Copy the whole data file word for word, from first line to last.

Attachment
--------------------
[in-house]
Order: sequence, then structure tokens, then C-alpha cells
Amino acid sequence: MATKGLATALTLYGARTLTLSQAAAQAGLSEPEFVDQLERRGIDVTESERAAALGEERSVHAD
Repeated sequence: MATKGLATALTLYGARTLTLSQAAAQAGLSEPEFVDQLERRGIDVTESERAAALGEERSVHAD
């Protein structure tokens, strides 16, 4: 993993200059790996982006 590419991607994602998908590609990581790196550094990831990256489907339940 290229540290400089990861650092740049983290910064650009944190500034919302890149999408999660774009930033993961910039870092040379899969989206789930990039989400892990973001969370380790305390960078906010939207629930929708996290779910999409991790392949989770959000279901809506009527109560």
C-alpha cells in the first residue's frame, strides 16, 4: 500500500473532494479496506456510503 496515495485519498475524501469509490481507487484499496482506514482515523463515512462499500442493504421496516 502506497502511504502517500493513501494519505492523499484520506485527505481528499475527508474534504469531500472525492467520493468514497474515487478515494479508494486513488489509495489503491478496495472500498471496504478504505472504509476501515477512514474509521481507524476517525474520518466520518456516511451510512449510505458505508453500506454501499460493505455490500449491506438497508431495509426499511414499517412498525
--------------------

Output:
[in-house]
Order: sequence, then structure tokens, then C-alpha cells
Amino acid sequence: MATKGLATALTLYGARTLTLSQAAAQAGLSEPEFVDQLERRGIDVTESERAAALGEERSVHAD
Repeated sequence: MATKGLATALTLYGARTLTLSQAAAQAGLSEPEFVDQLERRGIDVTESERAAALGEERSVHAD
């Protein structure tokens, strides 16, 4: 993993200059790996982006 590419991607994602998908590609990581790196550094990831990256489907339940 290229540290400089990861650092740049983290910064650009944190500034919302890149999408999660774009930033993961910039870092040379899969989206789930990039989400892990973001969370380790305390960078906010939207629930929708996290779910999409991790392949989770959000279901809506009527109560």
C-alpha cells in the first residue's frame, strides 16, 4: 500500500473532494479496506456510503 496515495485519498475524501469509490481507487484499496482506514482515523463515512462499500442493504421496516 502506497502511504502517500493513501494519505492523499484520506485527505481528499475527508474534504469531500472525492467520493468514497474515487478515494479508494486513488489509495489503491478496495472500498471496504478504505472504509476501515477512514474509521481507524476517525474520518466520518456516511451510512449510505458505508453500506454501499460493505455490500449491506438497508431495509426499511414499517412498525